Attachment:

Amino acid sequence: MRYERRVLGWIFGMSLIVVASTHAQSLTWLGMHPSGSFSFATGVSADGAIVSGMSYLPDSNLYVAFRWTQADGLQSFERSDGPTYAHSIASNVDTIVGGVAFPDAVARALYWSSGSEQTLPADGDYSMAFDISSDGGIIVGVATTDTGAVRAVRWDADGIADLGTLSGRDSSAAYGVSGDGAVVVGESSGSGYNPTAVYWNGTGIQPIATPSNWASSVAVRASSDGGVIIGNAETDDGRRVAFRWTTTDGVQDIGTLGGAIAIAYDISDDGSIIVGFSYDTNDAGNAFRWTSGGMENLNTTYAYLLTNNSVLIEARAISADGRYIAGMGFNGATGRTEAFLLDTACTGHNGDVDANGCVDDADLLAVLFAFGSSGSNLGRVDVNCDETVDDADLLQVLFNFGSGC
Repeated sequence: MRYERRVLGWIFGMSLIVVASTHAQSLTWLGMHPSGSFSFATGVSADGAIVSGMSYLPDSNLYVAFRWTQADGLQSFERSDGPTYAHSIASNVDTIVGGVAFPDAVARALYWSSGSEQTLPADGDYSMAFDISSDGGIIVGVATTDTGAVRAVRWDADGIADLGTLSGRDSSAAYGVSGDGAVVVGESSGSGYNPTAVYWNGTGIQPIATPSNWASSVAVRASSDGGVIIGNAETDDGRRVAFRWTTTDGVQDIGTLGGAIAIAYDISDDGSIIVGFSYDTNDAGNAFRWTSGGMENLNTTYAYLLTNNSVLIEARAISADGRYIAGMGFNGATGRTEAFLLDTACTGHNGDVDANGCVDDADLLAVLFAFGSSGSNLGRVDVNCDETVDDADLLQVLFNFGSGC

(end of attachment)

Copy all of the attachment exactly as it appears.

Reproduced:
Amino acid sequence: MRYERRVLGWIFGMSLIVVASTHAQSLTWLGMHPSGSFSFATGVSADGAIVSGMSYLPDSNLYVAFRWTQADGLQSFERSDGPTYAHSIASNVDTIVGGVAFPDAVARALYWSSGSEQTLPADGDYSMAFDISSDGGIIVGVATTDTGAVRAVRWDADGIADLGTLSGRDSSAAYGVSGDGAVVVGESSGSGYNPTAVYWNGTGIQPIATPSNWASSVAVRASSDGGVIIGNAETDDGRRVAFRWTTTDGVQDIGTLGGAIAIAYDISDDGSIIVGFSYDTNDAGNAFRWTSGGMENLNTTYAYLLTNNSVLIEARAISADGRYIAGMGFNGATGRTEAFLLDTACTGHNGDVDANGCVDDADLLAVLFAFGSSGSNLGRVDVNCDETVDDADLLQVLFNFGSGC
Repeated sequence: MRYERRVLGWIFGMSLIVVASTHAQSLTWLGMHPSGSFSFATGVSADGAIVSGMSYLPDSNLYVAFRWTQADGLQSFERSDGPTYAHSIASNVDTIVGGVAFPDAVARALYWSSGSEQTLPADGDYSMAFDISSDGGIIVGVATTDTGAVRAVRWDADGIADLGTLSGRDSSAAYGVSGDGAVVVGESSGSGYNPTAVYWNGTGIQPIATPSNWASSVAVRASSDGGVIIGNAETDDGRRVAFRWTTTDGVQDIGTLGGAIAIAYDISDDGSIIVGFSYDTNDAGNAFRWTSGGMENLNTTYAYLLTNNSVLIEARAISADGRYIAGMGFNGATGRTEAFLLDTACTGHNGDVDANGCVDDADLLAVLFAFGSSGSNLGRVDVNCDETVDDADLLQVLFNFGSGC